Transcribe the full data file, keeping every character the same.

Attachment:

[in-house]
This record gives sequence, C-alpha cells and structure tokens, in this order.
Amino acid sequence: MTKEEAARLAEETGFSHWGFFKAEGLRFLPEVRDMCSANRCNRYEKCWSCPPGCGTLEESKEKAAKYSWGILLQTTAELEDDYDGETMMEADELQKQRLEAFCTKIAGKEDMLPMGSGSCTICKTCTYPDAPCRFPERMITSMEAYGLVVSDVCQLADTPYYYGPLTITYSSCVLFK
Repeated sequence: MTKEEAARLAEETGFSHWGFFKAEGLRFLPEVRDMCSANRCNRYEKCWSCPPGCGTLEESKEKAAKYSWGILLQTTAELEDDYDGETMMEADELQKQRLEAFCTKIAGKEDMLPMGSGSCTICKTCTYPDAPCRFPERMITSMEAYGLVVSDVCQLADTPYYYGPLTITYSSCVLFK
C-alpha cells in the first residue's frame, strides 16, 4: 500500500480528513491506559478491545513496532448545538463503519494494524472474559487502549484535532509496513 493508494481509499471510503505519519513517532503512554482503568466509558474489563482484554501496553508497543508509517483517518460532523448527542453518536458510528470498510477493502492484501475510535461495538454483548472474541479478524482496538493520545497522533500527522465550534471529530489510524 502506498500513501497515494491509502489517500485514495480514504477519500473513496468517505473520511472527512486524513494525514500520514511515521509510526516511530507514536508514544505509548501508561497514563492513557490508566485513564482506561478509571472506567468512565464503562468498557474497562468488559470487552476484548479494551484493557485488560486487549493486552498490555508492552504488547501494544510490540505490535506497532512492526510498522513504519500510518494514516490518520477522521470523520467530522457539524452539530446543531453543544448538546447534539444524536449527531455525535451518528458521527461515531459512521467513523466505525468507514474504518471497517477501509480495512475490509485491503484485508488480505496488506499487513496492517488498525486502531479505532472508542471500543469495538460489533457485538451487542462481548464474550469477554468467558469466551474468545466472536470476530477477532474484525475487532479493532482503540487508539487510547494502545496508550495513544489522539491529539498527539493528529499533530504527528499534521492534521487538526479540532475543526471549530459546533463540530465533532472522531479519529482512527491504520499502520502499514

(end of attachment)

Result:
[in-house]
This record gives sequence, C-alpha cells and structure tokens, in this order.
Amino acid sequence: MTKEEAARLAEETGFSHWGFFKAEGLRFLPEVRDMCSANRCNRYEKCWSCPPGCGTLEESKEKAAKYSWGILLQTTAELEDDYDGETMMEADELQKQRLEAFCTKIAGKEDMLPMGSGSCTICKTCTYPDAPCRFPERMITSMEAYGLVVSDVCQLADTPYYYGPLTITYSSCVLFK
Repeated sequence: MTKEEAARLAEETGFSHWGFFKAEGLRFLPEVRDMCSANRCNRYEKCWSCPPGCGTLEESKEKAAKYSWGILLQTTAELEDDYDGETMMEADELQKQRLEAFCTKIAGKEDMLPMGSGSCTICKTCTYPDAPCRFPERMITSMEAYGLVVSDVCQLADTPYYYGPLTITYSSCVLFK
C-alpha cells in the first residue's frame, strides 16, 4: 500500500480528513491506559478491545513496532448545538463503519494494524472474559487502549484535532509496513 493508494481509499471510503505519519513517532503512554482503568466509558474489563482484554501496553508497543508509517483517518460532523448527542453518536458510528470498510477493502492484501475510535461495538454483548472474541479478524482496538493520545497522533500527522465550534471529530489510524 502506498500513501497515494491509502489517500485514495480514504477519500473513496468517505473520511472527512486524513494525514500520514511515521509510526516511530507514536508514544505509548501508561497514563492513557490508566485513564482506561478509571472506567468512565464503562468498557474497562468488559470487552476484548479494551484493557485488560486487549493486552498490555508492552504488547501494544510490540505490535506497532512492526510498522513504519500510518494514516490518520477522521470523520467530522457539524452539530446543531453543544448538546447534539444524536449527531455525535451518528458521527461515531459512521467513523466505525468507514474504518471497517477501509480495512475490509485491503484485508488480505496488506499487513496492517488498525486502531479505532472508542471500543469495538460489533457485538451487542462481548464474550469477554468467558469466551474468545466472536470476530477477532474484525475487532479493532482503540487508539487510547494502545496508550495513544489522539491529539498527539493528529499533530504527528499534521492534521487538526479540532475543526471549530459546533463540530465533532472522531479519529482512527491504520499502520502499514